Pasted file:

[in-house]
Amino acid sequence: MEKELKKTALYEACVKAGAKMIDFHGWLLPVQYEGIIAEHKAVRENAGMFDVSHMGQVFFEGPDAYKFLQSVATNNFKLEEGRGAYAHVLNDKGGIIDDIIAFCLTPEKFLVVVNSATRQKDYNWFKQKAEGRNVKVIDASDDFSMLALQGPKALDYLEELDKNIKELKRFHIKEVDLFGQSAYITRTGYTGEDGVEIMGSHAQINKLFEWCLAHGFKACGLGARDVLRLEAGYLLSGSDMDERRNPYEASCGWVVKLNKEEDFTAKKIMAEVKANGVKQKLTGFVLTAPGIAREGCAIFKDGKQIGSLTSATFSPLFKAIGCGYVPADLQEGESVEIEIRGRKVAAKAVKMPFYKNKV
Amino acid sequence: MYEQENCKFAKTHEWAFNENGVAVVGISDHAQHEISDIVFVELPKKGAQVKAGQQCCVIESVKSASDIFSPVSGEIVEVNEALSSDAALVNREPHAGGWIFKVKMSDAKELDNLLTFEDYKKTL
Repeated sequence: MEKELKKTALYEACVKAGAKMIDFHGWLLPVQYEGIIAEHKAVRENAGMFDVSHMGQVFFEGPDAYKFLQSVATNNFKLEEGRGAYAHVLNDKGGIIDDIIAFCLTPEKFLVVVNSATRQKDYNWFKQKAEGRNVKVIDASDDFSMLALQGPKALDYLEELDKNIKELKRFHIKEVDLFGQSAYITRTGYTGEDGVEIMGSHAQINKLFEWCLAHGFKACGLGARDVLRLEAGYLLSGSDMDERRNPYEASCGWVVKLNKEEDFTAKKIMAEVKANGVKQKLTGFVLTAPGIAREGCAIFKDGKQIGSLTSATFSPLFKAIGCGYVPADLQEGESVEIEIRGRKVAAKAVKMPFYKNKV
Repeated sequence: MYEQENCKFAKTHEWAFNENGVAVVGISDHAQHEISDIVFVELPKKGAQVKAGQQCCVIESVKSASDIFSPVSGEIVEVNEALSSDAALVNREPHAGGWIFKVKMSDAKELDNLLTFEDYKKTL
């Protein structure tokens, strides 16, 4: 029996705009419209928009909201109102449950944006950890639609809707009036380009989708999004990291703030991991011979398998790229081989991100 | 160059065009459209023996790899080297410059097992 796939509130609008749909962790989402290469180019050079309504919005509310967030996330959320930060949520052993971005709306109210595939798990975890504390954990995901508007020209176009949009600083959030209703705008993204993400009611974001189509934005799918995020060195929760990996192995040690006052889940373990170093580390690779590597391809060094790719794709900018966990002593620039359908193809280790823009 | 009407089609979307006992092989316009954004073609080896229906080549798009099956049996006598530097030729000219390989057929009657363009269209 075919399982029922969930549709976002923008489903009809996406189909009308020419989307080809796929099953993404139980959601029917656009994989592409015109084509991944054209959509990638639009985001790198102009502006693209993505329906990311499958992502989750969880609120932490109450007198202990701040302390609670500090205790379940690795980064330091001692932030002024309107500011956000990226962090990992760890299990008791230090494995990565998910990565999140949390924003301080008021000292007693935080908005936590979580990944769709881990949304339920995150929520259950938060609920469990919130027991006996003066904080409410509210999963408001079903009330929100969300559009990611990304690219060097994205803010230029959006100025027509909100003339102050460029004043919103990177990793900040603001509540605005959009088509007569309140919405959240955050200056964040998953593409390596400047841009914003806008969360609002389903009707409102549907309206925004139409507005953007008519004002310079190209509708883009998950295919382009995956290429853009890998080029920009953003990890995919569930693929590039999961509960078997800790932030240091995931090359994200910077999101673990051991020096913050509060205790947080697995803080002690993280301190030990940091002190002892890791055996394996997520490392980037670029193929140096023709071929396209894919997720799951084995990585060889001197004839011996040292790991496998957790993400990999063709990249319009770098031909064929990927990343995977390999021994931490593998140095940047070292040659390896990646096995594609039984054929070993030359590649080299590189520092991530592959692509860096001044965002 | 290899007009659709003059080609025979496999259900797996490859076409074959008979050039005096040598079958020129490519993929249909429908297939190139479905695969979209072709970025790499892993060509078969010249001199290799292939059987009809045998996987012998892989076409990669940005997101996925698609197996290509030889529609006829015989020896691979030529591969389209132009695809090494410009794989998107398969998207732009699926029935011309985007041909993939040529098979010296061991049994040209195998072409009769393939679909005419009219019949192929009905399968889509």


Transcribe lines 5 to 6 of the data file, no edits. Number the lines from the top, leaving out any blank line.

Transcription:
Repeated sequence: MYEQENCKFAKTHEWAFNENGVAVVGISDHAQHEISDIVFVELPKKGAQVKAGQQCCVIESVKSASDIFSPVSGEIVEVNEALSSDAALVNREPHAGGWIFKVKMSDAKELDNLLTFEDYKKTL
């Protein structure tokens, strides 16, 4: 029996705009419209928009909201109102449950944006950890639609809707009036380009989708999004990291703030991991011979398998790229081989991100 | 160059065009459209023996790899080297410059097992 796939509130609008749909962790989402290469180019050079309504919005509310967030996330959320930060949520052993971005709306109210595939798990975890504390954990995901508007020209176009949009600083959030209703705008993204993400009611974001189509934005799918995020060195929760990996192995040690006052889940373990170093580390690779590597391809060094790719794709900018966990002593620039359908193809280790823009 | 009407089609979307006992092989316009954004073609080896229906080549798009099956049996006598530097030729000219390989057929009657363009269209 075919399982029922969930549709976002923008489903009809996406189909009308020419989307080809796929099953993404139980959601029917656009994989592409015109084509991944054209959509990638639009985001790198102009502006693209993505329906990311499958992502989750969880609120932490109450007198202990701040302390609670500090205790379940690795980064330091001692932030002024309107500011956000990226962090990992760890299990008791230090494995990565998910990565999140949390924003301080008021000292007693935080908005936590979580990944769709881990949304339920995150929520259950938060609920469990919130027991006996003066904080409410509210999963408001079903009330929100969300559009990611990304690219060097994205803010230029959006100025027509909100003339102050460029004043919103990177990793900040603001509540605005959009088509007569309140919405959240955050200056964040998953593409390596400047841009914003806008969360609002389903009707409102549907309206925004139409507005953007008519004002310079190209509708883009998950295919382009995956290429853009890998080029920009953003990890995919569930693929590039999961509960078997800790932030240091995931090359994200910077999101673990051991020096913050509060205790947080697995803080002690993280301190030990940091002190002892890791055996394996997520490392980037670029193929140096023709071929396209894919997720799951084995990585060889001197004839011996040292790991496998957790993400990999063709990249319009770098031909064929990927990343995977390999021994931490593998140095940047070292040659390896990646096995594609039984054929070993030359590649080299590189520092991530592959692509860096001044965002 | 290899007009659709003059080609025979496999259900797996490859076409074959008979050039005096040598079958020129490519993929249909429908297939190139479905695969979209072709970025790499892993060509078969010249001199290799292939059987009809045998996987012998892989076409990669940005997101996925698609197996290509030889529609006829015989020896691979030529591969389209132009695809090494410009794989998107398969998207732009699926029935011309985007041909993939040529098979010296061991049994040209195998072409009769393939679909005419009219019949192929009905399968889509």